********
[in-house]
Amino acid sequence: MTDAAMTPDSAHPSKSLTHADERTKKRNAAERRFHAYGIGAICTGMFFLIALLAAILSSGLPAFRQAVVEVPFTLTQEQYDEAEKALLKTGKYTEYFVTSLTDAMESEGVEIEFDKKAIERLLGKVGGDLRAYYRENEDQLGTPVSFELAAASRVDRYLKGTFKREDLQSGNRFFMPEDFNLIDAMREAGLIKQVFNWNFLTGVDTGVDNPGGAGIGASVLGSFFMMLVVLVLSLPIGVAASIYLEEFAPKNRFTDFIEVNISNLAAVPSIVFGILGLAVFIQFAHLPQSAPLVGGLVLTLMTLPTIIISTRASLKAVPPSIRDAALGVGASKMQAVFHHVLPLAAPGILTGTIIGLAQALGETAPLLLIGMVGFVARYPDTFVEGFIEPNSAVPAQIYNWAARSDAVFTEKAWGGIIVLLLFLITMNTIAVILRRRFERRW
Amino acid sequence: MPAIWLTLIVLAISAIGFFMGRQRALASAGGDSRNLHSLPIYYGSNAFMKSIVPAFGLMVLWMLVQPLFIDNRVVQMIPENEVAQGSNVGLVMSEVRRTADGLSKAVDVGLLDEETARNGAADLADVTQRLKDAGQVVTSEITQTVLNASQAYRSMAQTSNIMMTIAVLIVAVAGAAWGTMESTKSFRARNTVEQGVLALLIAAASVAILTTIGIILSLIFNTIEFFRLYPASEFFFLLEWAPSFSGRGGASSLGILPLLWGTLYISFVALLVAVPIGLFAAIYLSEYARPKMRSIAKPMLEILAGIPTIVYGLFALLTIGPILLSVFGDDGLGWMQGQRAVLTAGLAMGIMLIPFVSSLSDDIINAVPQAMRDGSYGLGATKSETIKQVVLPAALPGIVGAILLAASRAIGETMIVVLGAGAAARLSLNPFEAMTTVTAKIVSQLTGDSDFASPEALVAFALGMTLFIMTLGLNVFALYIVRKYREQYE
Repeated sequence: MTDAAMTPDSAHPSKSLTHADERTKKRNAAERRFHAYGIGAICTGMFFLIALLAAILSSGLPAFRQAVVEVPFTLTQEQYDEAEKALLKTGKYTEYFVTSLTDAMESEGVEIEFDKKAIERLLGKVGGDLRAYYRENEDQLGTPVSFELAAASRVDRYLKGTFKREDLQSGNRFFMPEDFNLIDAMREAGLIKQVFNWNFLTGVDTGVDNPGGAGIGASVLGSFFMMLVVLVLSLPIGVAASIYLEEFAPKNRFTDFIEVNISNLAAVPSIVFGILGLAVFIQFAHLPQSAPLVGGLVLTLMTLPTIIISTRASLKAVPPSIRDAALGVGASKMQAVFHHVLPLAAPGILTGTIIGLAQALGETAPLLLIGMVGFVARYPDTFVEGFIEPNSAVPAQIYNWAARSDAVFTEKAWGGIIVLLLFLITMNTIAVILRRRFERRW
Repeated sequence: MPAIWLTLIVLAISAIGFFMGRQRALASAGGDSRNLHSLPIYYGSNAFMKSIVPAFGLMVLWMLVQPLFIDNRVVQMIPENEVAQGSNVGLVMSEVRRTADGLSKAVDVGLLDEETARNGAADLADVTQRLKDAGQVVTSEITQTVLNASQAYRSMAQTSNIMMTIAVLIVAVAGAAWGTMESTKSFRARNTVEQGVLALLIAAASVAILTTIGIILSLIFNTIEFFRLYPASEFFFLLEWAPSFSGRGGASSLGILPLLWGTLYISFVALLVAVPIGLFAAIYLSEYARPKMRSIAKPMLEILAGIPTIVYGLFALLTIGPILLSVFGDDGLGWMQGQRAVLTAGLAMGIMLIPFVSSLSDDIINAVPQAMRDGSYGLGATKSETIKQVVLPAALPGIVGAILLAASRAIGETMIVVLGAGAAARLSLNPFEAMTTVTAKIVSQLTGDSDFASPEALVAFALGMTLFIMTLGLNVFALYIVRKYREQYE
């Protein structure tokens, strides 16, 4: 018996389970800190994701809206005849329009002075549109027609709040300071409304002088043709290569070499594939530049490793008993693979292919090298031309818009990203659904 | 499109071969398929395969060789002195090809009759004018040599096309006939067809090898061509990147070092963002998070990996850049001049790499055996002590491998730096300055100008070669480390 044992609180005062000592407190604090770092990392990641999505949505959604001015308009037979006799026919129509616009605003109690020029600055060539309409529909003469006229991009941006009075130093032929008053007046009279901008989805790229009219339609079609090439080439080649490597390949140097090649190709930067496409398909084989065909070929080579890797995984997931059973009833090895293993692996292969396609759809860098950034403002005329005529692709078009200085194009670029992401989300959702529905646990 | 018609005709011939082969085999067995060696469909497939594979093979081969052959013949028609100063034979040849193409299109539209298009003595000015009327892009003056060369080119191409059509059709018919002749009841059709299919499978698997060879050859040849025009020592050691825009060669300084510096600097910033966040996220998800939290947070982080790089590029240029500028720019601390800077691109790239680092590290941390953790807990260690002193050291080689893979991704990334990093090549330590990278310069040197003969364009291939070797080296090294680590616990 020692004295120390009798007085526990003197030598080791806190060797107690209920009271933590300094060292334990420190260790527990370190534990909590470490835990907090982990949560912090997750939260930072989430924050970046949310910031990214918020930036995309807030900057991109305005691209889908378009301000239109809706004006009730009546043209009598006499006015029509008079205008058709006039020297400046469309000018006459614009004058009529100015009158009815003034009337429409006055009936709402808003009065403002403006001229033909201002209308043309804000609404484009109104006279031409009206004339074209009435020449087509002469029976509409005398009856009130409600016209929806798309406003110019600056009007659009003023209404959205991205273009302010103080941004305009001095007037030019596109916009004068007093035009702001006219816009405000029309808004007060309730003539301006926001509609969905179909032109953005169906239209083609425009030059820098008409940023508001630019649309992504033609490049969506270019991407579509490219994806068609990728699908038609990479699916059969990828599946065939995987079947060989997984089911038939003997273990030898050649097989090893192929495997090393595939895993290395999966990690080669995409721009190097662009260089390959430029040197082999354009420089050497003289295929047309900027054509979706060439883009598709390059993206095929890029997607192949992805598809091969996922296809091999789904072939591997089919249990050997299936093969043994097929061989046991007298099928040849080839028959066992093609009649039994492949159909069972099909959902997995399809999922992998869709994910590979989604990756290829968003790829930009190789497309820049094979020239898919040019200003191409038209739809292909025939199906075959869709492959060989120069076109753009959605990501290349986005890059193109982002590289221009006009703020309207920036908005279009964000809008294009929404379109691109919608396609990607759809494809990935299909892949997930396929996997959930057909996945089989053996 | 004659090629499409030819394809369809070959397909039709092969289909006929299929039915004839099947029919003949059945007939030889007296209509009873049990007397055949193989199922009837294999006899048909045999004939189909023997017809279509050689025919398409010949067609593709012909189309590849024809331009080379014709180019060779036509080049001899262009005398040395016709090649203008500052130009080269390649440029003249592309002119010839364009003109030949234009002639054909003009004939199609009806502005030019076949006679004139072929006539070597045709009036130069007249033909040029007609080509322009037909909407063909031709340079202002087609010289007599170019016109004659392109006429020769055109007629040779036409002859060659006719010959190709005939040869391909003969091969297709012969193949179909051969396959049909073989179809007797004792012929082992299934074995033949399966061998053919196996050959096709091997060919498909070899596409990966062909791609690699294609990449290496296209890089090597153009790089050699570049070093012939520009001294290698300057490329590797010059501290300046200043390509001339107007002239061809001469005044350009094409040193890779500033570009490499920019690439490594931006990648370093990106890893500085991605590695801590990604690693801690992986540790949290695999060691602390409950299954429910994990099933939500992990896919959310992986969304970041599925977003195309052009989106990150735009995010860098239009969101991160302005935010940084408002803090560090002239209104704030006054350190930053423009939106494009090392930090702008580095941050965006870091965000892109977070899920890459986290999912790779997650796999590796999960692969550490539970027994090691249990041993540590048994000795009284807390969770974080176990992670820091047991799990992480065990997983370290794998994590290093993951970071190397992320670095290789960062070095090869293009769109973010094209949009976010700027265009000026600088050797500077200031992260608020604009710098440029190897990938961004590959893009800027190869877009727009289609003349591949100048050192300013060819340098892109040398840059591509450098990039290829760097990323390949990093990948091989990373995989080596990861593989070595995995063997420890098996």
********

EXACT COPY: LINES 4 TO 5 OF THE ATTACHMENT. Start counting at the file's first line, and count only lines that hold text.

Repeated sequence: MTDAAMTPDSAHPSKSLTHADERTKKRNAAERRFHAYGIGAICTGMFFLIALLAAILSSGLPAFRQAVVEVPFTLTQEQYDEAEKALLKTGKYTEYFVTSLTDAMESEGVEIEFDKKAIERLLGKVGGDLRAYYRENEDQLGTPVSFELAAASRVDRYLKGTFKREDLQSGNRFFMPEDFNLIDAMREAGLIKQVFNWNFLTGVDTGVDNPGGAGIGASVLGSFFMMLVVLVLSLPIGVAASIYLEEFAPKNRFTDFIEVNISNLAAVPSIVFGILGLAVFIQFAHLPQSAPLVGGLVLTLMTLPTIIISTRASLKAVPPSIRDAALGVGASKMQAVFHHVLPLAAPGILTGTIIGLAQALGETAPLLLIGMVGFVARYPDTFVEGFIEPNSAVPAQIYNWAARSDAVFTEKAWGGIIVLLLFLITMNTIAVILRRRFERRW
Repeated sequence: MPAIWLTLIVLAISAIGFFMGRQRALASAGGDSRNLHSLPIYYGSNAFMKSIVPAFGLMVLWMLVQPLFIDNRVVQMIPENEVAQGSNVGLVMSEVRRTADGLSKAVDVGLLDEETARNGAADLADVTQRLKDAGQVVTSEITQTVLNASQAYRSMAQTSNIMMTIAVLIVAVAGAAWGTMESTKSFRARNTVEQGVLALLIAAASVAILTTIGIILSLIFNTIEFFRLYPASEFFFLLEWAPSFSGRGGASSLGILPLLWGTLYISFVALLVAVPIGLFAAIYLSEYARPKMRSIAKPMLEILAGIPTIVYGLFALLTIGPILLSVFGDDGLGWMQGQRAVLTAGLAMGIMLIPFVSSLSDDIINAVPQAMRDGSYGLGATKSETIKQVVLPAALPGIVGAILLAASRAIGETMIVVLGAGAAARLSLNPFEAMTTVTAKIVSQLTGDSDFASPEALVAFALGMTLFIMTLGLNVFALYIVRKYREQYE